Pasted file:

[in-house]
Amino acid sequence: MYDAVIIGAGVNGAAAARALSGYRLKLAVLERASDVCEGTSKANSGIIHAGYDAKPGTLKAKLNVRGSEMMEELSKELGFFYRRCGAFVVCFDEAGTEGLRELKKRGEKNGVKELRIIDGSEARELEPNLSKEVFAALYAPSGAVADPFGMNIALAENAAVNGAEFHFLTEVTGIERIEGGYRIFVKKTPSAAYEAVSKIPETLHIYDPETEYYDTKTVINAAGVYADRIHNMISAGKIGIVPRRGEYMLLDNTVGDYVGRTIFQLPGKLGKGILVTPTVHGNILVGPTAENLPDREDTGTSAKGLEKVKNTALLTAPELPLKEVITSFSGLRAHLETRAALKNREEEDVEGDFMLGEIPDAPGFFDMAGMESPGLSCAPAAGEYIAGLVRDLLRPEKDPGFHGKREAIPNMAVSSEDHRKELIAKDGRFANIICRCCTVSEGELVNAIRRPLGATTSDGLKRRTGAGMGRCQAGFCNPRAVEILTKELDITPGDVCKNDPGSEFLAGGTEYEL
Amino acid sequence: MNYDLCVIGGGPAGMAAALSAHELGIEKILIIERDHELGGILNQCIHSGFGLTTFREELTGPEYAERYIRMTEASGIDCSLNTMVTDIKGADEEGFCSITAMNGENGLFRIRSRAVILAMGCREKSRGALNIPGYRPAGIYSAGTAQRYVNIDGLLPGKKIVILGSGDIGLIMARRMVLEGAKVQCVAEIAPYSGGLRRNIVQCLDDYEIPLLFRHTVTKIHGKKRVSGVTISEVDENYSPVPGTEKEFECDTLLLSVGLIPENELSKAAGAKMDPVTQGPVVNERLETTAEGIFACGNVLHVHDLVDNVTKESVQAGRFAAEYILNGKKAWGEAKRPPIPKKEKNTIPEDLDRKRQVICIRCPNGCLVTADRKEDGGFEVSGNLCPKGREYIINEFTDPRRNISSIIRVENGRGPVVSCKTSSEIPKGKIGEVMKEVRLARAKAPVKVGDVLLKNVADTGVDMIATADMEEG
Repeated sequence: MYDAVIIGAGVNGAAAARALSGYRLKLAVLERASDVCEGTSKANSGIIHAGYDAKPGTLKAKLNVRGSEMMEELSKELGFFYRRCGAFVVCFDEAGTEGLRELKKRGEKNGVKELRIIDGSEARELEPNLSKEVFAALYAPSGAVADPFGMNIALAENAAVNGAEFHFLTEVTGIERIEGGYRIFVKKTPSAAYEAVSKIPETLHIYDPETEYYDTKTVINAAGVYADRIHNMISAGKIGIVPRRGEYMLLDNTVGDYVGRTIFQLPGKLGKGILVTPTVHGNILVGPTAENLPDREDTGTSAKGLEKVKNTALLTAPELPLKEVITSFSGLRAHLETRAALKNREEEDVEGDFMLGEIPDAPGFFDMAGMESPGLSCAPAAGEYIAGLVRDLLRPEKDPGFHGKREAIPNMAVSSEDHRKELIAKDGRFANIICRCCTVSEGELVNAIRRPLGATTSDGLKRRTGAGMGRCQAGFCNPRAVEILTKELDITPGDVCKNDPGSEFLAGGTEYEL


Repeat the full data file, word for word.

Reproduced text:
[in-house]
Amino acid sequence: MYDAVIIGAGVNGAAAARALSGYRLKLAVLERASDVCEGTSKANSGIIHAGYDAKPGTLKAKLNVRGSEMMEELSKELGFFYRRCGAFVVCFDEAGTEGLRELKKRGEKNGVKELRIIDGSEARELEPNLSKEVFAALYAPSGAVADPFGMNIALAENAAVNGAEFHFLTEVTGIERIEGGYRIFVKKTPSAAYEAVSKIPETLHIYDPETEYYDTKTVINAAGVYADRIHNMISAGKIGIVPRRGEYMLLDNTVGDYVGRTIFQLPGKLGKGILVTPTVHGNILVGPTAENLPDREDTGTSAKGLEKVKNTALLTAPELPLKEVITSFSGLRAHLETRAALKNREEEDVEGDFMLGEIPDAPGFFDMAGMESPGLSCAPAAGEYIAGLVRDLLRPEKDPGFHGKREAIPNMAVSSEDHRKELIAKDGRFANIICRCCTVSEGELVNAIRRPLGATTSDGLKRRTGAGMGRCQAGFCNPRAVEILTKELDITPGDVCKNDPGSEFLAGGTEYEL
Amino acid sequence: MNYDLCVIGGGPAGMAAALSAHELGIEKILIIERDHELGGILNQCIHSGFGLTTFREELTGPEYAERYIRMTEASGIDCSLNTMVTDIKGADEEGFCSITAMNGENGLFRIRSRAVILAMGCREKSRGALNIPGYRPAGIYSAGTAQRYVNIDGLLPGKKIVILGSGDIGLIMARRMVLEGAKVQCVAEIAPYSGGLRRNIVQCLDDYEIPLLFRHTVTKIHGKKRVSGVTISEVDENYSPVPGTEKEFECDTLLLSVGLIPENELSKAAGAKMDPVTQGPVVNERLETTAEGIFACGNVLHVHDLVDNVTKESVQAGRFAAEYILNGKKAWGEAKRPPIPKKEKNTIPEDLDRKRQVICIRCPNGCLVTADRKEDGGFEVSGNLCPKGREYIINEFTDPRRNISSIIRVENGRGPVVSCKTSSEIPKGKIGEVMKEVRLARAKAPVKVGDVLLKNVADTGVDMIATADMEEG
Repeated sequence: MYDAVIIGAGVNGAAAARALSGYRLKLAVLERASDVCEGTSKANSGIIHAGYDAKPGTLKAKLNVRGSEMMEELSKELGFFYRRCGAFVVCFDEAGTEGLRELKKRGEKNGVKELRIIDGSEARELEPNLSKEVFAALYAPSGAVADPFGMNIALAENAAVNGAEFHFLTEVTGIERIEGGYRIFVKKTPSAAYEAVSKIPETLHIYDPETEYYDTKTVINAAGVYADRIHNMISAGKIGIVPRRGEYMLLDNTVGDYVGRTIFQLPGKLGKGILVTPTVHGNILVGPTAENLPDREDTGTSAKGLEKVKNTALLTAPELPLKEVITSFSGLRAHLETRAALKNREEEDVEGDFMLGEIPDAPGFFDMAGMESPGLSCAPAAGEYIAGLVRDLLRPEKDPGFHGKREAIPNMAVSSEDHRKELIAKDGRFANIICRCCTVSEGELVNAIRRPLGATTSDGLKRRTGAGMGRCQAGFCNPRAVEILTKELDITPGDVCKNDPGSEFLAGGTEYEL